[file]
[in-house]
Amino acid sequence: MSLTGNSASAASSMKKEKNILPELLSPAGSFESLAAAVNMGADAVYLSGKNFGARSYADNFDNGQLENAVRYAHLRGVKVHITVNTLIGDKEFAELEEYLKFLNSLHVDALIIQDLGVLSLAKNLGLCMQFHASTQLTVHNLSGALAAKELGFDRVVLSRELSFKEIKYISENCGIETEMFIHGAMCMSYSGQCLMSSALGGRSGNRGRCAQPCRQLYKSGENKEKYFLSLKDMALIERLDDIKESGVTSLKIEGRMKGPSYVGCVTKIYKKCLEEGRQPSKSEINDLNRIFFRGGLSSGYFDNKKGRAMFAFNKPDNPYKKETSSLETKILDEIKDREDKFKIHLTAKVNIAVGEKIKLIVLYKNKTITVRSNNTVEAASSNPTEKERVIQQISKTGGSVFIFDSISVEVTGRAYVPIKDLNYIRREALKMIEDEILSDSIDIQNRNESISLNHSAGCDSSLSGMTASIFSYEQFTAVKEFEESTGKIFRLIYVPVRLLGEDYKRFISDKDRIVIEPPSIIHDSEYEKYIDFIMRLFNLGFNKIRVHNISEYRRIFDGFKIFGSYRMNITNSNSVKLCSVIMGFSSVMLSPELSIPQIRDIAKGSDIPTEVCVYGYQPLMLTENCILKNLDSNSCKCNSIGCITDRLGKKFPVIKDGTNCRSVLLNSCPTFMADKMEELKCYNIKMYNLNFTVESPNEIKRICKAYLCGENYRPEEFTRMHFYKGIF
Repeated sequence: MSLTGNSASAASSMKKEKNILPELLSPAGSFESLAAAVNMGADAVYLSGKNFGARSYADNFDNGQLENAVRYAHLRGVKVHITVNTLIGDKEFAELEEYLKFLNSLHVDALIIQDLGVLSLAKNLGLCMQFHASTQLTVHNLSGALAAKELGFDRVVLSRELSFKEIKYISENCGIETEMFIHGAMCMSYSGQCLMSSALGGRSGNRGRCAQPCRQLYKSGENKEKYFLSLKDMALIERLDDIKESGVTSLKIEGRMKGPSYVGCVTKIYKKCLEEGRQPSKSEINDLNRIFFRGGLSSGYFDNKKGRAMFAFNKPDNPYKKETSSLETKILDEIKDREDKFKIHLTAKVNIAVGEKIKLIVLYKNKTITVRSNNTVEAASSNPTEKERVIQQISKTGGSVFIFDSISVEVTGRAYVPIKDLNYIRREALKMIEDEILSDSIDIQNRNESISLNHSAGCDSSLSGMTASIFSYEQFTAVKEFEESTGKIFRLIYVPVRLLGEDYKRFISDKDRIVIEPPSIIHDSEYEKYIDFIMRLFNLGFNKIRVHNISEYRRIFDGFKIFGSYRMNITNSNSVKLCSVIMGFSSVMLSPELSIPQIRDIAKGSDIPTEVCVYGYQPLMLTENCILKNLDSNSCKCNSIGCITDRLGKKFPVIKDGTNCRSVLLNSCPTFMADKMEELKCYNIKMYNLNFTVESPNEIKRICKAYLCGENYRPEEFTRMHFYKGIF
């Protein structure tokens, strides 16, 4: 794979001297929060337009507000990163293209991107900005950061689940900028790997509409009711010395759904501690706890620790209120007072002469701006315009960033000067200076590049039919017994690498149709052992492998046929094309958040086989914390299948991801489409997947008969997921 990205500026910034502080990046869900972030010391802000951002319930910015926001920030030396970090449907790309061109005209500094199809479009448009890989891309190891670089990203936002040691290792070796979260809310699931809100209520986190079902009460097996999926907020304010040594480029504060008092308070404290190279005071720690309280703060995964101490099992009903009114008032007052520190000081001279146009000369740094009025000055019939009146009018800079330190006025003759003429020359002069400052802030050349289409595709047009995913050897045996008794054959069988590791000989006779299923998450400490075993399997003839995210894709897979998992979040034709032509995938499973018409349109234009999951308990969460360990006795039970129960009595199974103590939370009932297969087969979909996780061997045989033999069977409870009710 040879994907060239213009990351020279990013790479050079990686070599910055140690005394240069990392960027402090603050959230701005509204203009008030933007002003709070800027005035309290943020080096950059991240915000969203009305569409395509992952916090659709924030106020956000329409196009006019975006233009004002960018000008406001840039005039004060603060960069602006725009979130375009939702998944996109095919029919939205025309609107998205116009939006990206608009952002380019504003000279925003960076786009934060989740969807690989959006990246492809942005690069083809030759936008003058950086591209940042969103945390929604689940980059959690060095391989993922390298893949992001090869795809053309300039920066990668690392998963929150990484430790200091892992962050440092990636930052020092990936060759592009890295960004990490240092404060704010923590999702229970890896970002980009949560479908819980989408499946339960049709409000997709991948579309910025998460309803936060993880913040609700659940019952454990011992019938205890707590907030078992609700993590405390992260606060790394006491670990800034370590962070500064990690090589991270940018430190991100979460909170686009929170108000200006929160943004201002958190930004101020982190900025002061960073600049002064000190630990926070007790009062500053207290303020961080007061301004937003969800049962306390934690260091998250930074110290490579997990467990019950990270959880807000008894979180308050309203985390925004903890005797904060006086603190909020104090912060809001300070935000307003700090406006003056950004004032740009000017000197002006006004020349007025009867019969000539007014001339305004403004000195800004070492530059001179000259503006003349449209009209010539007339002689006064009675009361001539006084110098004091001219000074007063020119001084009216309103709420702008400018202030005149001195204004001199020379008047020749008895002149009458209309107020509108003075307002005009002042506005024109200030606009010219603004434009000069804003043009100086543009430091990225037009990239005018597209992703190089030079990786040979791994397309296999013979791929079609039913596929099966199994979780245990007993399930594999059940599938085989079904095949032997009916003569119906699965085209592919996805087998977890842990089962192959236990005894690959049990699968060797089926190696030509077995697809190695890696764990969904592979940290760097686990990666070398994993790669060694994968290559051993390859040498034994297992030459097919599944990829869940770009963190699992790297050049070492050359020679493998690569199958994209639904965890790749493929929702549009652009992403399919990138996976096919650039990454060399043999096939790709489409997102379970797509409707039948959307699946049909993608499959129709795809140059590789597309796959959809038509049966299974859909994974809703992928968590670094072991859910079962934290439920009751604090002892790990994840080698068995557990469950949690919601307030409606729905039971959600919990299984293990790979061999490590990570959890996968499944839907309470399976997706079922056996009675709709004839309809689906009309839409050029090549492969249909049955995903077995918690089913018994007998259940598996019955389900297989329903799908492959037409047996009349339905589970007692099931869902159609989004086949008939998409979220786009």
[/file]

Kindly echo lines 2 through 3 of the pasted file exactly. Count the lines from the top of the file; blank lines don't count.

Amino acid sequence: MSLTGNSASAASSMKKEKNILPELLSPAGSFESLAAAVNMGADAVYLSGKNFGARSYADNFDNGQLENAVRYAHLRGVKVHITVNTLIGDKEFAELEEYLKFLNSLHVDALIIQDLGVLSLAKNLGLCMQFHASTQLTVHNLSGALAAKELGFDRVVLSRELSFKEIKYISENCGIETEMFIHGAMCMSYSGQCLMSSALGGRSGNRGRCAQPCRQLYKSGENKEKYFLSLKDMALIERLDDIKESGVTSLKIEGRMKGPSYVGCVTKIYKKCLEEGRQPSKSEINDLNRIFFRGGLSSGYFDNKKGRAMFAFNKPDNPYKKETSSLETKILDEIKDREDKFKIHLTAKVNIAVGEKIKLIVLYKNKTITVRSNNTVEAASSNPTEKERVIQQISKTGGSVFIFDSISVEVTGRAYVPIKDLNYIRREALKMIEDEILSDSIDIQNRNESISLNHSAGCDSSLSGMTASIFSYEQFTAVKEFEESTGKIFRLIYVPVRLLGEDYKRFISDKDRIVIEPPSIIHDSEYEKYIDFIMRLFNLGFNKIRVHNISEYRRIFDGFKIFGSYRMNITNSNSVKLCSVIMGFSSVMLSPELSIPQIRDIAKGSDIPTEVCVYGYQPLMLTENCILKNLDSNSCKCNSIGCITDRLGKKFPVIKDGTNCRSVLLNSCPTFMADKMEELKCYNIKMYNLNFTVESPNEIKRICKAYLCGENYRPEEFTRMHFYKGIF
Repeated sequence: MSLTGNSASAASSMKKEKNILPELLSPAGSFESLAAAVNMGADAVYLSGKNFGARSYADNFDNGQLENAVRYAHLRGVKVHITVNTLIGDKEFAELEEYLKFLNSLHVDALIIQDLGVLSLAKNLGLCMQFHASTQLTVHNLSGALAAKELGFDRVVLSRELSFKEIKYISENCGIETEMFIHGAMCMSYSGQCLMSSALGGRSGNRGRCAQPCRQLYKSGENKEKYFLSLKDMALIERLDDIKESGVTSLKIEGRMKGPSYVGCVTKIYKKCLEEGRQPSKSEINDLNRIFFRGGLSSGYFDNKKGRAMFAFNKPDNPYKKETSSLETKILDEIKDREDKFKIHLTAKVNIAVGEKIKLIVLYKNKTITVRSNNTVEAASSNPTEKERVIQQISKTGGSVFIFDSISVEVTGRAYVPIKDLNYIRREALKMIEDEILSDSIDIQNRNESISLNHSAGCDSSLSGMTASIFSYEQFTAVKEFEESTGKIFRLIYVPVRLLGEDYKRFISDKDRIVIEPPSIIHDSEYEKYIDFIMRLFNLGFNKIRVHNISEYRRIFDGFKIFGSYRMNITNSNSVKLCSVIMGFSSVMLSPELSIPQIRDIAKGSDIPTEVCVYGYQPLMLTENCILKNLDSNSCKCNSIGCITDRLGKKFPVIKDGTNCRSVLLNSCPTFMADKMEELKCYNIKMYNLNFTVESPNEIKRICKAYLCGENYRPEEFTRMHFYKGIF